When fresh air exchanges are reduced in modern buildings, volatile organic compounds (VOCs) and other toxic chemicals accumulate indoors, leading to various health problems.
SBS symptoms usually occur when people spend prolonged periods of time indoors – they may include:
- Headaches, dizziness and fatigue
- Sore throat and coughing
- Irritated eyes or skin
- Blocked sinuses or runny nose
- Inability to concentrate
While the symptoms improve when you leave a building, they tend to return when you re-enter the same environment.
Immediate effects of exposure to polluted air
The effects of indoor air pollution can be noticeable very soon after exposure and manifest into any of the symptoms explained above.
Although these immediate effects are not often severe or life-threatening, they can still impact your overall health, so it’s important to take steps to eliminate any source of pollution as quickly as possible.
Long-term effects of exposure to polluted air
Exposure to indoor air pollutants can have detrimental long-term effects on our health, causing respiratory diseases, heart disease, and cancer. These effects might not show up immediately after exposure, but can present themselves years down the line.
These chronic illnesses can significantly impact a person's quality of life and even lead to premature death. According to Our World in Data, air pollution – both indoor and outdoor – is the third biggest risk factor for leading causes of death worldwide and the fifth biggest killer in the UK.
How has mortality from indoor air pollution changed over time?
Although the above statistics are alarming, when it comes to indoor air pollution, it’s definitely not all doom and gloom. Since 1990, the progress in tackling indoor air pollution has driven a decline in related deaths worldwide.
And with the growth of Internet of Things (IoT), it’s easier than ever before to monitor and improve your indoor quality.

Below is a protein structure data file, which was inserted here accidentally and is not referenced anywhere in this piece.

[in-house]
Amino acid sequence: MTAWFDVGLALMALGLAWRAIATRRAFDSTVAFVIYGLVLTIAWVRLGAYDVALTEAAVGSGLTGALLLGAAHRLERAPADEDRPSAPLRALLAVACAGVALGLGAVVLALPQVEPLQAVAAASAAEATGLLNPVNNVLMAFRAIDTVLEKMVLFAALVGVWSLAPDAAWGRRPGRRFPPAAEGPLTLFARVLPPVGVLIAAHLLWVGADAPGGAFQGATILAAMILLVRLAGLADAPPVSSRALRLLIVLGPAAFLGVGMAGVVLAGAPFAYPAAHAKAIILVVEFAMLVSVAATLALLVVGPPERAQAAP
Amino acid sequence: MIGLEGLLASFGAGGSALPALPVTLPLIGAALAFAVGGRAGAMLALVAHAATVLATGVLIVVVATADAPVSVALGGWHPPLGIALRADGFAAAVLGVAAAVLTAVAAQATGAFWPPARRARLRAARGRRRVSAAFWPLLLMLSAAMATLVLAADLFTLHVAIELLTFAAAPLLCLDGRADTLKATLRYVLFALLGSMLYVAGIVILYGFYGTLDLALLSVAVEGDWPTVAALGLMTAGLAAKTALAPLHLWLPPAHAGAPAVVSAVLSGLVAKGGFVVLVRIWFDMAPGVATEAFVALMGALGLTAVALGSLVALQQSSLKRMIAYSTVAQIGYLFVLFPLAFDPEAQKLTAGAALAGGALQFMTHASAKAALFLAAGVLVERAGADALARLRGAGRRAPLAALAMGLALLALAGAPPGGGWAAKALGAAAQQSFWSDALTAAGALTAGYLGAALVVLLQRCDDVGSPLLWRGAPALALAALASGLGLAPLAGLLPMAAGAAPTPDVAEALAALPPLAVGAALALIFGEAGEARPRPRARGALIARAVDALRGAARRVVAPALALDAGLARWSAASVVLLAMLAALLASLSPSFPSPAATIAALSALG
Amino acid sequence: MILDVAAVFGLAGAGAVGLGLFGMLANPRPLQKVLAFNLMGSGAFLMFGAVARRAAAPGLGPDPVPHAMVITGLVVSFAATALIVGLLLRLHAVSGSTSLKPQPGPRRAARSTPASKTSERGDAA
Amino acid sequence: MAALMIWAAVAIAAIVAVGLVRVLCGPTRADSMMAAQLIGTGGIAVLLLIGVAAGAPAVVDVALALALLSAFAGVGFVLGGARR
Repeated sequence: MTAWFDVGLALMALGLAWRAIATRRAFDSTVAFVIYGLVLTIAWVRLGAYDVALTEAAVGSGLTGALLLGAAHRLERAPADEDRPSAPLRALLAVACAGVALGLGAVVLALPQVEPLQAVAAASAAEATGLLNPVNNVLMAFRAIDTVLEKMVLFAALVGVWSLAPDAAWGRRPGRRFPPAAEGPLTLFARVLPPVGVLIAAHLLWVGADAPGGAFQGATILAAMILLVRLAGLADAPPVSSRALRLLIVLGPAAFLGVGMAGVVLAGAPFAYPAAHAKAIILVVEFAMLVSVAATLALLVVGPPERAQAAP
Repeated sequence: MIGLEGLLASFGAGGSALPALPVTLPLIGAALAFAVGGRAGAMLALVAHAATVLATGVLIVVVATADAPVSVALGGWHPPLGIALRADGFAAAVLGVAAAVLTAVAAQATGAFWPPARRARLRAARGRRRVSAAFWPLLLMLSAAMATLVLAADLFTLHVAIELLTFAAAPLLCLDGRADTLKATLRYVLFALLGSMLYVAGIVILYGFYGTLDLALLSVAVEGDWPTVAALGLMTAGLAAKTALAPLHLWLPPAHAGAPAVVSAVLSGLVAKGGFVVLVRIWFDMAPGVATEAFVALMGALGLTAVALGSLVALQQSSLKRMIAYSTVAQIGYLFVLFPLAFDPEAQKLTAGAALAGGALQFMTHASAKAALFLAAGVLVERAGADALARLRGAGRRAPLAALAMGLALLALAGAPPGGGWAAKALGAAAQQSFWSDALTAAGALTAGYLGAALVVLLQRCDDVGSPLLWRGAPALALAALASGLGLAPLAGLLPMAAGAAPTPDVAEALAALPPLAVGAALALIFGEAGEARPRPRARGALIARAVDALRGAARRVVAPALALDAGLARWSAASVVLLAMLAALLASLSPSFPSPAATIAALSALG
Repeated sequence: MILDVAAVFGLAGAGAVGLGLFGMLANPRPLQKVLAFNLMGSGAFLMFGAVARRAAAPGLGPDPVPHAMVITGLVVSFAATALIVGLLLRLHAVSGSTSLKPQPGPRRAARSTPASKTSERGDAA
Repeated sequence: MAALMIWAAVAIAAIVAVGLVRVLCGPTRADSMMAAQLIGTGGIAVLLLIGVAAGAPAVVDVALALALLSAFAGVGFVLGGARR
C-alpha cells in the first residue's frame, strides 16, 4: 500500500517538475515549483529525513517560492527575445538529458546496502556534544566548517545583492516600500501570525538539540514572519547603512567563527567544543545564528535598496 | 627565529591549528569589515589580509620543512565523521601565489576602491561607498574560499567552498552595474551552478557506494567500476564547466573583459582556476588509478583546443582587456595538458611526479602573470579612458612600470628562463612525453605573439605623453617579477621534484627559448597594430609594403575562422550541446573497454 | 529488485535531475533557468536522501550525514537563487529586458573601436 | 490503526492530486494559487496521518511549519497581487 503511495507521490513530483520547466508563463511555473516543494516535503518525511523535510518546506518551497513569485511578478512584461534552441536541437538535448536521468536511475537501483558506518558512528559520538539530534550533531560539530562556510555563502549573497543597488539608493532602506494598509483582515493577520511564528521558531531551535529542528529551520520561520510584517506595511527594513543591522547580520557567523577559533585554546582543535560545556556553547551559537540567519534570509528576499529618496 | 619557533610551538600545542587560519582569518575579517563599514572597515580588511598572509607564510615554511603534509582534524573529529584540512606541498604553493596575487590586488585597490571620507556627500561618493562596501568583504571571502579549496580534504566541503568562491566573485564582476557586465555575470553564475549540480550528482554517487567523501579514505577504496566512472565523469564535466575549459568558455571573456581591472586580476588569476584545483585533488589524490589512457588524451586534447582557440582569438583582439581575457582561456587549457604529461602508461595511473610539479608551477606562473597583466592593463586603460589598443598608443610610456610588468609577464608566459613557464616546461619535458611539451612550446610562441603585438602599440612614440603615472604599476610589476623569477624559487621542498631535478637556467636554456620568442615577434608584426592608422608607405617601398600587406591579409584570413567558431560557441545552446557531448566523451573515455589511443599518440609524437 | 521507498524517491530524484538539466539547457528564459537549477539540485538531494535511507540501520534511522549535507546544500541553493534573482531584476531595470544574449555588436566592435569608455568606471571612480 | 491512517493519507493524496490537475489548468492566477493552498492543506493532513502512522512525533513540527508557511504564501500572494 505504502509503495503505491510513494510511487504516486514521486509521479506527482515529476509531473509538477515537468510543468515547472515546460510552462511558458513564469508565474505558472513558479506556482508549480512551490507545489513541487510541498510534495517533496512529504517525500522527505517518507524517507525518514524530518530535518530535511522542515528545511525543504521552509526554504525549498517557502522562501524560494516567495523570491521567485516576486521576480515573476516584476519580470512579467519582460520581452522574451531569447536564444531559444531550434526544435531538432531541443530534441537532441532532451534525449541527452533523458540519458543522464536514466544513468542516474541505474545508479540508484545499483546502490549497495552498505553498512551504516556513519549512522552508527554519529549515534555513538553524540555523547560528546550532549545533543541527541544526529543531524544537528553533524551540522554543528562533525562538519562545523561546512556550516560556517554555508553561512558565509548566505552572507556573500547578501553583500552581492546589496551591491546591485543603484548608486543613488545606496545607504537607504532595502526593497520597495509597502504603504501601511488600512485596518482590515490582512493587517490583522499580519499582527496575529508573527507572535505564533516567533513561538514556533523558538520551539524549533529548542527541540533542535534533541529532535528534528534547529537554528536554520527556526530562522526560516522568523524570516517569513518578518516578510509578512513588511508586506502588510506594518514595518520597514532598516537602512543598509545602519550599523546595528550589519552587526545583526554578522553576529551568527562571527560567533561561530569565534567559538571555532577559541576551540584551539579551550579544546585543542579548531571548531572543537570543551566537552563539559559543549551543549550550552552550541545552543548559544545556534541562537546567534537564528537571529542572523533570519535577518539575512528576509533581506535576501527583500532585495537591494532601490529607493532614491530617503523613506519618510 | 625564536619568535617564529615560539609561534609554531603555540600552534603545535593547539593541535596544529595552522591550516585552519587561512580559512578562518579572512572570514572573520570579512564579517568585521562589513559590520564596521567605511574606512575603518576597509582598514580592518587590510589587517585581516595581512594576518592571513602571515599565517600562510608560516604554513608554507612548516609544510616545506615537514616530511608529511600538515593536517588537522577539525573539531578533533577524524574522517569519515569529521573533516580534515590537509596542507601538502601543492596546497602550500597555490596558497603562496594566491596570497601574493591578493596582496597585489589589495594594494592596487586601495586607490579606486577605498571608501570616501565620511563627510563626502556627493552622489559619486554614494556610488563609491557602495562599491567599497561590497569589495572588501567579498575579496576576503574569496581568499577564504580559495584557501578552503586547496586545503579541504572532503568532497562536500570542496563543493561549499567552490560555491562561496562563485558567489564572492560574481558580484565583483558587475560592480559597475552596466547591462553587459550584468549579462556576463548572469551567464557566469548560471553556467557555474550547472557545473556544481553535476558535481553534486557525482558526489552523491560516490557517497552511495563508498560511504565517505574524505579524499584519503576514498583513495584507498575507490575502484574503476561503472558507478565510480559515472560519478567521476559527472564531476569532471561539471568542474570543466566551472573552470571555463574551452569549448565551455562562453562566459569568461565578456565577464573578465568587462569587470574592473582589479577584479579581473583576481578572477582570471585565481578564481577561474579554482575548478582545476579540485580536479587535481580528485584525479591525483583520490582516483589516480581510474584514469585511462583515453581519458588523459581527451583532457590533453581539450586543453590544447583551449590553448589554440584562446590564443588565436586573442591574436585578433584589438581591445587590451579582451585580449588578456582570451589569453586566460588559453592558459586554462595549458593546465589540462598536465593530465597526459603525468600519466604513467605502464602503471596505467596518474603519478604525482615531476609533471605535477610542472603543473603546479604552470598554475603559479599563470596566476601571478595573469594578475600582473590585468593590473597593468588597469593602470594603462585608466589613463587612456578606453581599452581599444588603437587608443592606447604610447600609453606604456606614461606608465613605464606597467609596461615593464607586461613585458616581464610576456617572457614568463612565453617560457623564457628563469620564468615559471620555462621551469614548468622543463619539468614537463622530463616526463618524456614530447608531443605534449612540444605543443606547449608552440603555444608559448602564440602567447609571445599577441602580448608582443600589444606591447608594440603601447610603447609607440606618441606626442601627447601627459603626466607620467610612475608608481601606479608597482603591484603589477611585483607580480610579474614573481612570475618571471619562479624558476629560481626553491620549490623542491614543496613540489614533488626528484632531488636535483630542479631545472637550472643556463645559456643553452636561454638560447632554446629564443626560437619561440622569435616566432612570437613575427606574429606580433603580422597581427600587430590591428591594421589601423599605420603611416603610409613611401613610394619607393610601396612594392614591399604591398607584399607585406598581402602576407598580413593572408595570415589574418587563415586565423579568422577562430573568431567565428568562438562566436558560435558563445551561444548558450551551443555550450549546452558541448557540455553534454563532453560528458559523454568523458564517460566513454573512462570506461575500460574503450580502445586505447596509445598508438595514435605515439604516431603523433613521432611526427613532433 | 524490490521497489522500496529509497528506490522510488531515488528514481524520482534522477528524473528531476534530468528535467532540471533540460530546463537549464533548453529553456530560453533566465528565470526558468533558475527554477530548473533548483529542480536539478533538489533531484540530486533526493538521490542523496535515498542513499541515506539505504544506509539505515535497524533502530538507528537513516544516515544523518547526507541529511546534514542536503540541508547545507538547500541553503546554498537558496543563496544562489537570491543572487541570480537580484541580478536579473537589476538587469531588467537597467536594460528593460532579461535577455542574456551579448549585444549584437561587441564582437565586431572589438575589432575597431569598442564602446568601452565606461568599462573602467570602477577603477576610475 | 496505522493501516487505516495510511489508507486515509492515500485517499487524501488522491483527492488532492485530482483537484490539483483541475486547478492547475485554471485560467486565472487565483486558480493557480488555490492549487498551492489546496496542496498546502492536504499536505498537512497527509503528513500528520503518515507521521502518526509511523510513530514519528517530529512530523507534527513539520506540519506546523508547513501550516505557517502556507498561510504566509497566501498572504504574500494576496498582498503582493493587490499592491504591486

How to reduce indoor air pollutants
There are several ways to improve your indoor air quality.
1. Install indoor air quality sensors
Installing indoor air quality sensors is a very effective way to understand and improve your indoor environment. There are a huge range of sensors available that can monitor key factors, including temperature, humidity, CO2 and VOCs.
If you implement a smart building platform like Metrikus, alerts can be set up to notify you when these parameters deviate from their optimal zone so that steps can be taken to maintain a healthy indoor environment at all times.
2. Maintain HVAC systems effectively
As we’ve already mentioned, dirty or clogged HVAC filters can negatively impact IAQ by allowing contaminants like bacteria, allergens and even mold spores to build up within the units.
Maintaining HVAC systems and regularly changing air filters is key to reducing the concentration of pollutants indoors.
3. Optimize ventilation
Installing ventilation systems will keep the indoor air fresh. To prevent pollutants from creating low-quality, toxic air, high-quality ventilation should be put in place.
4. Maintain building appliances proactively
Performing preventative maintenance on all your building appliances can prevent them from becoming faulty, which can prevent toxic compounds from being released into the air.
5. Clean regularly and with the right products
Another simple way to improve your indoor air quality is to have your space cleaned more regularly, as pollutants often become attached to surfaces.
Many regular cleaning products release VOCs into the air, so it’s helpful to opt for natural and non-toxic products where possible.
6. Keep printers and photocopiers in a separate room
Printers and photocopiers should be kept in a separate, well-ventilated room as they can produce dangerous levels of ultrafine particles (UFPs) and ozone. Unlike stratospheric ozone, which forms naturally in the upper atmosphere and protects us from the sun's harmful ultraviolet rays, ground-level ozone can be harmful to human health.
7. Introduce plants into your space
Indoor plants have long been thought to purify the air, but a recent study revealed that in order to make a substantial difference, you would actually need to fit between 10 and 1000 plants per meter squared in a room.
However, they are a great addition to any space, and there are a wide range of studies showing the general health and wellbeing benefits they can bring. There are also certain plants that are thought to be particularly good for indoor air quality, including snake plants, spider plants and peace lilies.
Read our blog post: Eight benefits of having plants in your office.
Get rid of indoor air pollutants
At Metrikus, we can help you to monitor and improve your indoor air quality, creating healthier environments for occupants.
To find out how we can help you, get in contact with our expert team today.